The Georgia Senate runoffs

THE CANDIDATES: (clockwise from top left) Kelly Loeffler (R), Raphael Warnock (D), David Perdue (R), and Jon Ossoff (D). Composite / AP

Harrison York | Head Editor

January 10, 2021

On Tuesday, millions of ballots were counted in Georgia as two tight races for the state’s Senate seats drew to a close. The runoffs followed the November general election, in which none of the eligible candidates received more than 50% of the total votes. Based on Georgia’s election guidelines, if such a result occurs, a second election will take place including only the top two candidates from the general election.

One election was between Republican David Perdue and Democrat Jon Ossoff. Perdue served in the United States Senate representing Georgia since 2015 and was previously CEO of Reebok. Ossoff was a congressional aide who, at 33, will be the Senate’s youngest member. In November, Perdue was ahead of Ossoff by about 88,000 votes, but a third candidate from the Libertarian party received enough support to prevent him from crossing the 50% threshold.

Democrat Ossoff was declared winner on Wednesday after beating Perdue by less than a percent—about 32,000 votes. He won with 50.4% against the 49.6% that went to Perdue.

The second race was a special election, resulting from Senator Johnny Isakson stepping down at the end of 2019. Georgia’s governor, Republican Brian Kemp, appointed Kelly Loeffler, also a Republican, to take up the position for the final year of the term. Her rival in her bid to retain the seat is Reverend Raphael Warnock, a pastor and Democrat who had 1.6 million votes in November compared to Loeffler’s 1.3 million. One million votes were counted for Republican and U.S. Representative Doug Collins, splitting the results. 

This election also resulted in the Democrats’ victory, with Reverend Warnock leading by around 68,000 votes. He received 50.8% of the votes compared to Loeffler’s 49.2%. He will be the eleventh Black person to serve in the United States Senate.

This runoff has been at the focal point of American politics because of the implications the results have for the future of the Biden-Harris administration. Prior to the results of the election, the Senate was split 48-50 between Democrats (with independents Bernie Sanders and Angus Kang who predictably vote alongside them) and Republicans. 

With the Democrats flipping both seats, the Senate will have an even division according to party affiliation. In this case, Kamala Harris, as Vice President, will vote to break any ties. If Republicans had held on to one or both of the available seats, they would have had the majority and would have been able to block the incoming administration from passing many of its intended laws. In addition, a Republican Senate could have blocked Biden’s nominations for cabinet and judicial positions, although the split Senate will still make it difficult going into the next term.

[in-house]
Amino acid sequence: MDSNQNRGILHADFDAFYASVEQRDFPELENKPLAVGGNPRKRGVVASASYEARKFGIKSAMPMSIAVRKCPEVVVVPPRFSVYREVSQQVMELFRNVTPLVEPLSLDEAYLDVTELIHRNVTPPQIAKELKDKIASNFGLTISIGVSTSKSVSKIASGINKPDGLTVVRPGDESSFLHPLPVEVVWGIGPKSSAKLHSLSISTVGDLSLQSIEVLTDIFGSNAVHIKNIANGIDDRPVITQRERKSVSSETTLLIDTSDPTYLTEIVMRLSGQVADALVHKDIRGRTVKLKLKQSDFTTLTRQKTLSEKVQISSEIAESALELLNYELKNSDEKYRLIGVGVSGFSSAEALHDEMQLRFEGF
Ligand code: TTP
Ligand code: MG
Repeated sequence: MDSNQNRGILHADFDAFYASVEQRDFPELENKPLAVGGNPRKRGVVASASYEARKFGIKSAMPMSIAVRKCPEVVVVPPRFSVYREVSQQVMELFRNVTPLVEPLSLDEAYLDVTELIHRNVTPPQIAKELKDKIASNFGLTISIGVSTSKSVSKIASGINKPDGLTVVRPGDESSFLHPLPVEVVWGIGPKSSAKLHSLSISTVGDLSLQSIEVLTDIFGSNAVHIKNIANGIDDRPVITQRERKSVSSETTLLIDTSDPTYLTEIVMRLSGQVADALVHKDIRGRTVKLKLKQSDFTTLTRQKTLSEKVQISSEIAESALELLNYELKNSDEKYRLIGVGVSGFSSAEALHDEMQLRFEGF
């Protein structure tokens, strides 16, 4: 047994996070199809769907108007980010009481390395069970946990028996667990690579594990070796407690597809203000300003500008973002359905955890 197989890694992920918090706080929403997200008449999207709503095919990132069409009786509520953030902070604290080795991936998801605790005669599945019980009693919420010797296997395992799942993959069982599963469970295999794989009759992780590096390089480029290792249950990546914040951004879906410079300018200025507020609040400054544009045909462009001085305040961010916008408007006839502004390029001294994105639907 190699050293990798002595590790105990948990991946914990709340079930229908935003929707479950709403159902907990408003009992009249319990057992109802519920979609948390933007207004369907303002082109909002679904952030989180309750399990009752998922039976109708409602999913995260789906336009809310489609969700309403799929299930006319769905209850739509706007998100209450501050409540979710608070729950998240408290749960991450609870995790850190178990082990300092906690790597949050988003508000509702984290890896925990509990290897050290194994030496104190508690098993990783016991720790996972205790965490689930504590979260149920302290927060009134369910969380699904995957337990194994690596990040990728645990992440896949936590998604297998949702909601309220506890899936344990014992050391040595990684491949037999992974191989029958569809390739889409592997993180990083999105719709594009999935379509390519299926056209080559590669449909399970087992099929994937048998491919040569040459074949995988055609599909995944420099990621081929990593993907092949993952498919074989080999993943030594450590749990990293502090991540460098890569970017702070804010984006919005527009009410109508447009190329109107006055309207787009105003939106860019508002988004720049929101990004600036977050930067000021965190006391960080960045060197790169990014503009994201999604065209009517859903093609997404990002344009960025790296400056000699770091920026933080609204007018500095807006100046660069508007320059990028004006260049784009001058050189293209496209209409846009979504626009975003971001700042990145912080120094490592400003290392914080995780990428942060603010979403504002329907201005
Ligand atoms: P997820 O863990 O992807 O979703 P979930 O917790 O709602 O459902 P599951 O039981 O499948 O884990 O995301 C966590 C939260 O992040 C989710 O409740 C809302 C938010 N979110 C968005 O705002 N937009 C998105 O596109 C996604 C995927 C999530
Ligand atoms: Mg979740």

BIDEN with the two Democratic candidates on the eve of the election. Jon Ossoff and Raphael Warnock would go on to win their respective races. Carolyn Kaster / AP

“This election determined that Biden will be able to pass his new laws,” junior Michael Milner said. “The Democrats won both seats, so they will have control over the House of Representatives and the Senate.”

Due to the high stakes, all of the campaigns spent huge sums on advertisement and rhetoric to convince voters to support their side. President Trump held a rally on Monday in a final push to energize Republican voters and those who may be on the fence. President-elect Joe Biden also spoke to voters in Atlanta.

“Unlike any time in my career, one state—one state—can chart the course, not just for the four years but for the next generation,” Biden said with Ossoff and Warnock alongside him.

“The whole world is watching,” Trump said to his supporters.

The final results of the Georgia Senate election represent an important shift of political power in the state. Last year, Georgia voted for Biden in the presidential election, the first time since 1992 that it did not cast its electoral votes for a Republican. 

The Democrats’ victory “means that they won’t be met with as much resistance during the next four years than if they didn’t flip the seats,” junior Evan Lipofsky said. “With new national events constantly happening, many people have moved on from the results in just a few days, but this was a significant change that will have a big impact going forward.”

The victory of the two newest Democratic Senators will have implications defining the ability of Biden’s administration to move forward with his vision for America. With the White House and Congress under Democrat control, the door has been opened for the President-elect to push for reform and deliver on the promises made during his campaign.

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